US airlines join chorus of protest against Norwegian's Irish subsidiary

Washington DC
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Four US mainline carriers have called on US authorities to dismiss an application by Norwegian's new Irish subsidiary for a foreign air carrier permit to operate to the USA.

Delta Air Lines, United Airlines, American Airways and US Airways filed a joint response on 20 December challenging the application to the US Department of Transportation (DOT). The airlines say Norwegian's subsidiary in Ireland will allow it to operate with lower labour costs, thus giving it an advantage over US carriers on transatlantic routes.

Norwegian disclosed in October that it would base its EU subsidiary in Ireland, and plans to transfer its long-haul operations to the subsidiary, called Norwegian Air International (NAI).

In a joint reply to the DOT, the four US airlines say Norwegian's subsidiary would contravene a section of the US-EU air transport agreement, which states that “the opportunities created by the agreement are not intended to undermine labour standards or the labour-related rights and principles contained in the parties’ respective laws".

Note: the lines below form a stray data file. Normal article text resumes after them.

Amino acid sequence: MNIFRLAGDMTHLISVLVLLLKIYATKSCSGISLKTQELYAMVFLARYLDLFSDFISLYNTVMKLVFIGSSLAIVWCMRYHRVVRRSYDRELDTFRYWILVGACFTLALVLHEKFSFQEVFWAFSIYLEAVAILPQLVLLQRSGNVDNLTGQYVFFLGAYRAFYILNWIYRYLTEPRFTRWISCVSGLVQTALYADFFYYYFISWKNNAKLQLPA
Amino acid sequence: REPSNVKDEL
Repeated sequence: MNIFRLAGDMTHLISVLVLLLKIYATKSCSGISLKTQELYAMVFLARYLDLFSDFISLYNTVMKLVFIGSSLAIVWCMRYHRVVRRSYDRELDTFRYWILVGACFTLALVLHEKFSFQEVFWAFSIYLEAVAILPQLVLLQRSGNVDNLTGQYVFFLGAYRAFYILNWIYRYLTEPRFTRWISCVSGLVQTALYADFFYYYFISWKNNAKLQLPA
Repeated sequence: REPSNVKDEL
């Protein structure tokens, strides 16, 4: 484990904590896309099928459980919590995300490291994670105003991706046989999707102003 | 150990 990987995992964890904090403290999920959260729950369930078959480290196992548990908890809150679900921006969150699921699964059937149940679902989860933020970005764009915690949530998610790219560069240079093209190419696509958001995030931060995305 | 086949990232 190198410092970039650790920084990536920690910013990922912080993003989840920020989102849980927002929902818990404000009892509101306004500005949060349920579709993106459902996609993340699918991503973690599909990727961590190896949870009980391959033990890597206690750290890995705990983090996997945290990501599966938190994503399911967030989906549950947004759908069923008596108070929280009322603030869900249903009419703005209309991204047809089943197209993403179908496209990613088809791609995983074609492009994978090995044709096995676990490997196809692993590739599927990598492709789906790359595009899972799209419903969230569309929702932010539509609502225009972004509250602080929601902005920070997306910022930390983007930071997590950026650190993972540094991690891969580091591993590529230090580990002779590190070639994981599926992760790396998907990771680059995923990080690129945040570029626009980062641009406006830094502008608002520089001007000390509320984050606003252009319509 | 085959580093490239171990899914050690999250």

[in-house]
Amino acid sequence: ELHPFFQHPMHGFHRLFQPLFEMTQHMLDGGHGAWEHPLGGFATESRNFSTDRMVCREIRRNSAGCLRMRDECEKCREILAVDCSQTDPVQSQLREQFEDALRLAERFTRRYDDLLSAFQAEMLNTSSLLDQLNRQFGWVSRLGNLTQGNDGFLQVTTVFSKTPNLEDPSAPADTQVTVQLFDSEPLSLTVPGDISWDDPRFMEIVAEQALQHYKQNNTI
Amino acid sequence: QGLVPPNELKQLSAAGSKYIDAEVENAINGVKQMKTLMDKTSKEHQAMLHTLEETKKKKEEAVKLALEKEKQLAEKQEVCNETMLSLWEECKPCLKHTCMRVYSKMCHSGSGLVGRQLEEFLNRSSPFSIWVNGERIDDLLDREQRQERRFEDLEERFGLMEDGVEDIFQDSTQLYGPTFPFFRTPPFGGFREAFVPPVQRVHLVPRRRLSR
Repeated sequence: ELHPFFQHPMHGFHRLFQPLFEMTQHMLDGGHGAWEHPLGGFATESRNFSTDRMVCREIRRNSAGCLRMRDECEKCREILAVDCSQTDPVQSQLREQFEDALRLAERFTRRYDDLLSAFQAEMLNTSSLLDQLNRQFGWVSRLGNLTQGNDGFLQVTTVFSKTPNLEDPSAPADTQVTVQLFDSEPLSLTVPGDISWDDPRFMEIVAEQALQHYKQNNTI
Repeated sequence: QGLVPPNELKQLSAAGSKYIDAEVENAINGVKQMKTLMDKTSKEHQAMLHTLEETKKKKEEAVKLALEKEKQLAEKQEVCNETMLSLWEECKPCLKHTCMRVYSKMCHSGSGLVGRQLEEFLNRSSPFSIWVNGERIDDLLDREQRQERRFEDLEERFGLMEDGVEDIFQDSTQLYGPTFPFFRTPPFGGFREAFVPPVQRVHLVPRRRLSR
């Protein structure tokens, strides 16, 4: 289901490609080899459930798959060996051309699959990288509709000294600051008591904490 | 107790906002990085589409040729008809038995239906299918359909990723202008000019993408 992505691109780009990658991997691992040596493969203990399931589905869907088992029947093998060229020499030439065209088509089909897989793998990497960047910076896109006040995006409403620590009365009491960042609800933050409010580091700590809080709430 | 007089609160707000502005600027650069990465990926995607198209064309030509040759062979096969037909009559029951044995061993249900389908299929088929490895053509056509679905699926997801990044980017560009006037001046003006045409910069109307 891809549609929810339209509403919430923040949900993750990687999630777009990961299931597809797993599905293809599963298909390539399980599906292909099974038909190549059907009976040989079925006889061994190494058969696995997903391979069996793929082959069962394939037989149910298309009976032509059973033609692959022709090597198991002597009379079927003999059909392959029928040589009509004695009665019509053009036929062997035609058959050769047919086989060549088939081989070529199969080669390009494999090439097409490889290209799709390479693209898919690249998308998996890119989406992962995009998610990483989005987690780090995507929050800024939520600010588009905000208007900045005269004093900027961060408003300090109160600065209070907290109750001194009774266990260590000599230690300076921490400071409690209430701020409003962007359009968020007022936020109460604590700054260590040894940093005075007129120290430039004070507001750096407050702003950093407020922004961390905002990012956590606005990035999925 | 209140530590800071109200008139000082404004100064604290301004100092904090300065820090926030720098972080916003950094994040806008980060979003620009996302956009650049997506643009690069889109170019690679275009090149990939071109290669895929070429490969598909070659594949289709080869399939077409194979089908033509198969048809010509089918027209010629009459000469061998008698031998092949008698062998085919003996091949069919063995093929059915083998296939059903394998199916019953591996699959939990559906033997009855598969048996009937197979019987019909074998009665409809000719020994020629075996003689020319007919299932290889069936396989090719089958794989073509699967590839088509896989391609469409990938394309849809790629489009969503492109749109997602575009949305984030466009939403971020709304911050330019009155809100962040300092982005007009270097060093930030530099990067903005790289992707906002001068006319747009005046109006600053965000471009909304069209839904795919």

The carriers say that Norwegian had chosen to base its new subsidiary in Ireland so it could "avoid the social laws of Norway - allowing NAI to provide lower wages and less desirable working conditions".

The four airlines add that NAI plans to hire crews on Singapore employment contracts, which will give Norwegian an advantage on transatlantic routes while competing against US airlines.

US airline trade association Airlines for America, pilot association Air Line Pilots Association (ALPA) and labour organisation Transportation Trades Department, AFL-CIO, have also raised concerns about Norwegian's Irish subsidiary in filings with the DOT. Norwegian has responded to ALPA, refuting the association's claims that the airline was seeking to exploit regulatory loopholes. "Those familiar with the airline industry also know that competitive wages and conditions are not country-specific – but rather follow an international standard," Norwegian has said.

The operator of Fort Lauderdale International airport, the Broward County Aviation Department, has urged the DOT to approve Norwegian's application. Norwegian's non-stop flight to the airport is crucial to the economic development of the region, says the operator.